Thomas Chartré began studying cello at the age of 3. Since then he has been recognized as a two-time recipient of a Sylva Gelber Music Foundation Award (2013, 2014) and has won several scholarships, including from the Music Academy of the West in Santa Barbara, the Aspen Music Festival and School and the New England Conservatory in Boston, where he earned his Master’s in performance.
Thomas has performed in concert as a soloist including at the Kronberg Academy’s cello festival (Germany) and at Stanford University with its ensemble-in-residence, the St. Lawrence String Quartet (Summer 2013).
Born in Montréal, Thomas is currently based in Paris where he is studying at the Conservatoire national supérieur de musique et de danse de Paris.
1841 Charles François Gand “Gand Père” cello
This cello was made by Charles Francois Gand – known as “Gand Pere,” he was apprenticed to Nicolas Lupot of Paris. Lupot, being the most skilled French maker of his time, was often referred to as “The French Stradivari.” Gand succeeded his master in 1824 and subsequently married Lupot’s daughter.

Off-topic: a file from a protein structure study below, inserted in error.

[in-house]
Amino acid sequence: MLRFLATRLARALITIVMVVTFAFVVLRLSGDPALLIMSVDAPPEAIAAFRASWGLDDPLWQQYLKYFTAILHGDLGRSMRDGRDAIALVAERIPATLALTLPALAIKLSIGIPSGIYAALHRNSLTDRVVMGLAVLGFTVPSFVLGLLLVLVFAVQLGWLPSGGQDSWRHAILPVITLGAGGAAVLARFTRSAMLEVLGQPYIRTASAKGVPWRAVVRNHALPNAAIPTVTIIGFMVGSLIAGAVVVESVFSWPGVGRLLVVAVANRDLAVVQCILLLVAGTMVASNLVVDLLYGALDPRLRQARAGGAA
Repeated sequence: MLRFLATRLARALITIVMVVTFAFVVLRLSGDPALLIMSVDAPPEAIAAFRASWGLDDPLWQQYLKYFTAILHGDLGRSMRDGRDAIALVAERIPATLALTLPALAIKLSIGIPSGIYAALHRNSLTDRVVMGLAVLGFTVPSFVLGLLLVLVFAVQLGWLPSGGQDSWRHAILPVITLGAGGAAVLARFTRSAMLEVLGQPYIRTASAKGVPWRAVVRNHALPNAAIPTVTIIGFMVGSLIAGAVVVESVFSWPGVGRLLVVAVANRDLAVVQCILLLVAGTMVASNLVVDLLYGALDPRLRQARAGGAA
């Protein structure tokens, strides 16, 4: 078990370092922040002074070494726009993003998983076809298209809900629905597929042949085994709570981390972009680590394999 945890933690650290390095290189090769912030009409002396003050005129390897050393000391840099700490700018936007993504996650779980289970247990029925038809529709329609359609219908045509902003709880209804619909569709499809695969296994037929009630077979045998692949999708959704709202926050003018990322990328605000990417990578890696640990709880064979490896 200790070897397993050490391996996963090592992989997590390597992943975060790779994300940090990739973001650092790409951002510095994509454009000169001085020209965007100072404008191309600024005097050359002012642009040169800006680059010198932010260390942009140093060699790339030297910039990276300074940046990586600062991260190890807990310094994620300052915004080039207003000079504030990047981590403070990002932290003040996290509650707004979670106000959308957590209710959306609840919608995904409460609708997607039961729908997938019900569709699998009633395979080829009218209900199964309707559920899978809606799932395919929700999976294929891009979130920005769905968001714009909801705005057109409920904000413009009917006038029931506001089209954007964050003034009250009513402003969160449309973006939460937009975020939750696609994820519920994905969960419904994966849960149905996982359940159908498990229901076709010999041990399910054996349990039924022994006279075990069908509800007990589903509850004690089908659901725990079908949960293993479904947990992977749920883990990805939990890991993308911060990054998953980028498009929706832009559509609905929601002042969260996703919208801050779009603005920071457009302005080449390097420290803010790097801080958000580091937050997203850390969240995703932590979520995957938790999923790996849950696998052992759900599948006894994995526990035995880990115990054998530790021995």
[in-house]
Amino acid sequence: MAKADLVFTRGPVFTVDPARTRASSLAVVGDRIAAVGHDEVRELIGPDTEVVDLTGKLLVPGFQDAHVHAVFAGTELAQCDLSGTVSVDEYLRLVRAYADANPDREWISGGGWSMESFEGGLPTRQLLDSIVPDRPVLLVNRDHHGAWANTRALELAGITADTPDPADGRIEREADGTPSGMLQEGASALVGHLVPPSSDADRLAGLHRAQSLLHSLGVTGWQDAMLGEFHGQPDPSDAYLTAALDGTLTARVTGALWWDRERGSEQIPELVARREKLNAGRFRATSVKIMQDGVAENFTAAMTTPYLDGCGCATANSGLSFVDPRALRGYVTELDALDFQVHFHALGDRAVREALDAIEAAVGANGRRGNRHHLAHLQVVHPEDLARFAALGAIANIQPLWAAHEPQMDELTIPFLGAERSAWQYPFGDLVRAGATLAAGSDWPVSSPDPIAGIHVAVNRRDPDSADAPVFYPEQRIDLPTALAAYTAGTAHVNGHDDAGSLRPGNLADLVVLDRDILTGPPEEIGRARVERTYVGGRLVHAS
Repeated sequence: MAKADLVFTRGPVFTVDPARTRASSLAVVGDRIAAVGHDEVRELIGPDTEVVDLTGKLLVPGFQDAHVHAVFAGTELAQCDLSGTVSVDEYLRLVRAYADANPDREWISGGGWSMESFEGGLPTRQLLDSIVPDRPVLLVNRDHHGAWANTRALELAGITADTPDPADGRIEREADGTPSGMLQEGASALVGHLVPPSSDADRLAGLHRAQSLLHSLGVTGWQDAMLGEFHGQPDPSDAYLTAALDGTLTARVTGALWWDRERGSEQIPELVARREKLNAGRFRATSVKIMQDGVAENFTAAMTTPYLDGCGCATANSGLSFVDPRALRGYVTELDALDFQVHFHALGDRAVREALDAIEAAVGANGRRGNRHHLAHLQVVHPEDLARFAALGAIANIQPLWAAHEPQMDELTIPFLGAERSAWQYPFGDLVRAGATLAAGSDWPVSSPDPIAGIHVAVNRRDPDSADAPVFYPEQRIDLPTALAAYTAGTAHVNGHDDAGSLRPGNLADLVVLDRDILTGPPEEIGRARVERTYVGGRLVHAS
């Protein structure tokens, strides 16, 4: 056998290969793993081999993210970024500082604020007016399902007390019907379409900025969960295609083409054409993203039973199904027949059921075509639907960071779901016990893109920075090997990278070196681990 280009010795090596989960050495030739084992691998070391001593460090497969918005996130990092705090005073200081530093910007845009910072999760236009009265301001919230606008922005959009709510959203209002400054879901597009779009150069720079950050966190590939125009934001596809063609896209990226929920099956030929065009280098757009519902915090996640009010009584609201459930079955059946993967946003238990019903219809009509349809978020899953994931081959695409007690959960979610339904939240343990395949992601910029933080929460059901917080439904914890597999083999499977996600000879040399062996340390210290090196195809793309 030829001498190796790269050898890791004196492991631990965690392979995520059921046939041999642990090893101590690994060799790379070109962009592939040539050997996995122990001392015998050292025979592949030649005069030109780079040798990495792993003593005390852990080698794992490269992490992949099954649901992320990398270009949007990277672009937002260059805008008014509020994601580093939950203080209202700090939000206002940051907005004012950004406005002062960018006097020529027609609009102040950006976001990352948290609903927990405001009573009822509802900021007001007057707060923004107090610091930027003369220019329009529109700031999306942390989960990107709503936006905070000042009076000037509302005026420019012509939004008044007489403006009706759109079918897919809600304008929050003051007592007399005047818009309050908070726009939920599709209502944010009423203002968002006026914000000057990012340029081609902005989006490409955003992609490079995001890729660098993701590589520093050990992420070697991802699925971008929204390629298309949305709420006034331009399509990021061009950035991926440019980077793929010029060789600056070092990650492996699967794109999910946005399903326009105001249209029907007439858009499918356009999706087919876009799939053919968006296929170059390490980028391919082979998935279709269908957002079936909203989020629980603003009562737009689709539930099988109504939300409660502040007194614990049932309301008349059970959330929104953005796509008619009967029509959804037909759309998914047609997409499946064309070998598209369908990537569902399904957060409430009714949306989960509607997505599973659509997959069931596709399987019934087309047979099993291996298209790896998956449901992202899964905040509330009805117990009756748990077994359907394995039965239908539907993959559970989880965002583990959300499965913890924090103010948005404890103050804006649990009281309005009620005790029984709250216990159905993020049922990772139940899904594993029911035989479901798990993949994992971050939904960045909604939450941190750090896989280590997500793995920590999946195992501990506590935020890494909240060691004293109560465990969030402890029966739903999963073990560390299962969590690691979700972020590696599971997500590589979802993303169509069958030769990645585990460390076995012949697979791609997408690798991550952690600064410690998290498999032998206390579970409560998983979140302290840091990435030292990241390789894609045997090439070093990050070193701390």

Charles Francois Gand was obsessed with the principles of acoustics and constantly experimented with materials and design.
This cello is the fruit of such experimentation in as much that the table is constructed of three pieces of spruce, rather than the customary two pieces. The centre piece of this cello was preshaped before the outer two pieces were joined, thus giving the cello an extremely strong and clear voice with the warmth and maturity of an older instrument.